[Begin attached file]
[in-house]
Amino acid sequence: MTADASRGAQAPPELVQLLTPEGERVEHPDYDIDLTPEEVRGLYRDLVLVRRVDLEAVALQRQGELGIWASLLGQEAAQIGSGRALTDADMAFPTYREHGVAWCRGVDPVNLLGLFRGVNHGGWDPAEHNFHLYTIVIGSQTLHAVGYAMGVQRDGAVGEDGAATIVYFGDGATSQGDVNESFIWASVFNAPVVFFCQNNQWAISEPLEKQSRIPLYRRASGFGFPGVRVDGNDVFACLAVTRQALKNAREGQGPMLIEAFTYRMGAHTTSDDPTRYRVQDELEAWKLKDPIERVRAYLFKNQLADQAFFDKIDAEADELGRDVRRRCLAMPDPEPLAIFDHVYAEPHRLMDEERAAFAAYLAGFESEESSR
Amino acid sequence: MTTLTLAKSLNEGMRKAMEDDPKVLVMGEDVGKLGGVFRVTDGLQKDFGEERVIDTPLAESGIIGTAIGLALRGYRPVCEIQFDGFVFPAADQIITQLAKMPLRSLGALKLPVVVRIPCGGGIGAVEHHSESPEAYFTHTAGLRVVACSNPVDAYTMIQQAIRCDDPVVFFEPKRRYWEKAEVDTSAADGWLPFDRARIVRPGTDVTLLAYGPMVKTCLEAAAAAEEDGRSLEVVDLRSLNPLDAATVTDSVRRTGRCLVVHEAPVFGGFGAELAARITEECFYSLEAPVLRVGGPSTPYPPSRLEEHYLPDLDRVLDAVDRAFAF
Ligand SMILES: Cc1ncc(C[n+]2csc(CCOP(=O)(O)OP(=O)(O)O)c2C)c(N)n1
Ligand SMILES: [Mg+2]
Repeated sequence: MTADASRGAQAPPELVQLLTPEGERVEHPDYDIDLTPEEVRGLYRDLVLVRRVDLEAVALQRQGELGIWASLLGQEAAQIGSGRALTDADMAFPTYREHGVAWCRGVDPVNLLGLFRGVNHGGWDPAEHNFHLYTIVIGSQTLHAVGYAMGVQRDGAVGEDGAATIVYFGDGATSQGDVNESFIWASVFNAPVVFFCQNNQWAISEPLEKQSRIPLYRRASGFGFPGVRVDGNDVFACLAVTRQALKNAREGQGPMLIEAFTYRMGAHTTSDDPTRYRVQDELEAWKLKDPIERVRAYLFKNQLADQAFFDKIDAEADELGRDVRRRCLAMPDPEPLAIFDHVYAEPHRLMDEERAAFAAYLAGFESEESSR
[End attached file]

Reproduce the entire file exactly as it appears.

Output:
[in-house]
Amino acid sequence: MTADASRGAQAPPELVQLLTPEGERVEHPDYDIDLTPEEVRGLYRDLVLVRRVDLEAVALQRQGELGIWASLLGQEAAQIGSGRALTDADMAFPTYREHGVAWCRGVDPVNLLGLFRGVNHGGWDPAEHNFHLYTIVIGSQTLHAVGYAMGVQRDGAVGEDGAATIVYFGDGATSQGDVNESFIWASVFNAPVVFFCQNNQWAISEPLEKQSRIPLYRRASGFGFPGVRVDGNDVFACLAVTRQALKNAREGQGPMLIEAFTYRMGAHTTSDDPTRYRVQDELEAWKLKDPIERVRAYLFKNQLADQAFFDKIDAEADELGRDVRRRCLAMPDPEPLAIFDHVYAEPHRLMDEERAAFAAYLAGFESEESSR
Amino acid sequence: MTTLTLAKSLNEGMRKAMEDDPKVLVMGEDVGKLGGVFRVTDGLQKDFGEERVIDTPLAESGIIGTAIGLALRGYRPVCEIQFDGFVFPAADQIITQLAKMPLRSLGALKLPVVVRIPCGGGIGAVEHHSESPEAYFTHTAGLRVVACSNPVDAYTMIQQAIRCDDPVVFFEPKRRYWEKAEVDTSAADGWLPFDRARIVRPGTDVTLLAYGPMVKTCLEAAAAAEEDGRSLEVVDLRSLNPLDAATVTDSVRRTGRCLVVHEAPVFGGFGAELAARITEECFYSLEAPVLRVGGPSTPYPPSRLEEHYLPDLDRVLDAVDRAFAF
Ligand SMILES: Cc1ncc(C[n+]2csc(CCOP(=O)(O)OP(=O)(O)O)c2C)c(N)n1
Ligand SMILES: [Mg+2]
Repeated sequence: MTADASRGAQAPPELVQLLTPEGERVEHPDYDIDLTPEEVRGLYRDLVLVRRVDLEAVALQRQGELGIWASLLGQEAAQIGSGRALTDADMAFPTYREHGVAWCRGVDPVNLLGLFRGVNHGGWDPAEHNFHLYTIVIGSQTLHAVGYAMGVQRDGAVGEDGAATIVYFGDGATSQGDVNESFIWASVFNAPVVFFCQNNQWAISEPLEKQSRIPLYRRASGFGFPGVRVDGNDVFACLAVTRQALKNAREGQGPMLIEAFTYRMGAHTTSDDPTRYRVQDELEAWKLKDPIERVRAYLFKNQLADQAFFDKIDAEADELGRDVRRRCLAMPDPEPLAIFDHVYAEPHRLMDEERAAFAAYLAGFESEESSR